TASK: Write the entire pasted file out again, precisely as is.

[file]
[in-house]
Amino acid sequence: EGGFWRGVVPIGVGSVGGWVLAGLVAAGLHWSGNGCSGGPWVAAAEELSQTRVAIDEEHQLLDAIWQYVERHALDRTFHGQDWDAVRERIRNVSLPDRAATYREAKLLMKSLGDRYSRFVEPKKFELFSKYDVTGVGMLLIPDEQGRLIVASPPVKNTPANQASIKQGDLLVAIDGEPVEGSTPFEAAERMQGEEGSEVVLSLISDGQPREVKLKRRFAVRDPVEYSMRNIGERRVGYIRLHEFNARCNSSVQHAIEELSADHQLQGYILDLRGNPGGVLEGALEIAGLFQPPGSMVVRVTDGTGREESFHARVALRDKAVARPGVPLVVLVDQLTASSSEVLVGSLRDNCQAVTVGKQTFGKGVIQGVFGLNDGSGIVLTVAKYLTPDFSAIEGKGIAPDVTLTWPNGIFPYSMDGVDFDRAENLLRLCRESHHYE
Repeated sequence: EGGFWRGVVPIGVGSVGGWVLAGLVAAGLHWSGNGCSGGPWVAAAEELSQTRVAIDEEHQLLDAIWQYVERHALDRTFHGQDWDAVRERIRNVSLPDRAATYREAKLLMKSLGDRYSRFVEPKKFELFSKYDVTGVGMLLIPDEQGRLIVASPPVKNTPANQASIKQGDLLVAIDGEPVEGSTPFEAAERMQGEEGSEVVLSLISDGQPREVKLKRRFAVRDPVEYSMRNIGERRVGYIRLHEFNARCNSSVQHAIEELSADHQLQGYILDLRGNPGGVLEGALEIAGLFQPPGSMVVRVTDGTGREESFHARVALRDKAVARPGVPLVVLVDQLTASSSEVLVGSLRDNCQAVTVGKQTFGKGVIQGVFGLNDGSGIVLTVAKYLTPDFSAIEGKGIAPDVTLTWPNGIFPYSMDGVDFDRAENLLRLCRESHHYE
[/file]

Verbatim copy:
[in-house]
Amino acid sequence: EGGFWRGVVPIGVGSVGGWVLAGLVAAGLHWSGNGCSGGPWVAAAEELSQTRVAIDEEHQLLDAIWQYVERHALDRTFHGQDWDAVRERIRNVSLPDRAATYREAKLLMKSLGDRYSRFVEPKKFELFSKYDVTGVGMLLIPDEQGRLIVASPPVKNTPANQASIKQGDLLVAIDGEPVEGSTPFEAAERMQGEEGSEVVLSLISDGQPREVKLKRRFAVRDPVEYSMRNIGERRVGYIRLHEFNARCNSSVQHAIEELSADHQLQGYILDLRGNPGGVLEGALEIAGLFQPPGSMVVRVTDGTGREESFHARVALRDKAVARPGVPLVVLVDQLTASSSEVLVGSLRDNCQAVTVGKQTFGKGVIQGVFGLNDGSGIVLTVAKYLTPDFSAIEGKGIAPDVTLTWPNGIFPYSMDGVDFDRAENLLRLCRESHHYE
Repeated sequence: EGGFWRGVVPIGVGSVGGWVLAGLVAAGLHWSGNGCSGGPWVAAAEELSQTRVAIDEEHQLLDAIWQYVERHALDRTFHGQDWDAVRERIRNVSLPDRAATYREAKLLMKSLGDRYSRFVEPKKFELFSKYDVTGVGMLLIPDEQGRLIVASPPVKNTPANQASIKQGDLLVAIDGEPVEGSTPFEAAERMQGEEGSEVVLSLISDGQPREVKLKRRFAVRDPVEYSMRNIGERRVGYIRLHEFNARCNSSVQHAIEELSADHQLQGYILDLRGNPGGVLEGALEIAGLFQPPGSMVVRVTDGTGREESFHARVALRDKAVARPGVPLVVLVDQLTASSSEVLVGSLRDNCQAVTVGKQTFGKGVIQGVFGLNDGSGIVLTVAKYLTPDFSAIEGKGIAPDVTLTWPNGIFPYSMDGVDFDRAENLLRLCRESHHYE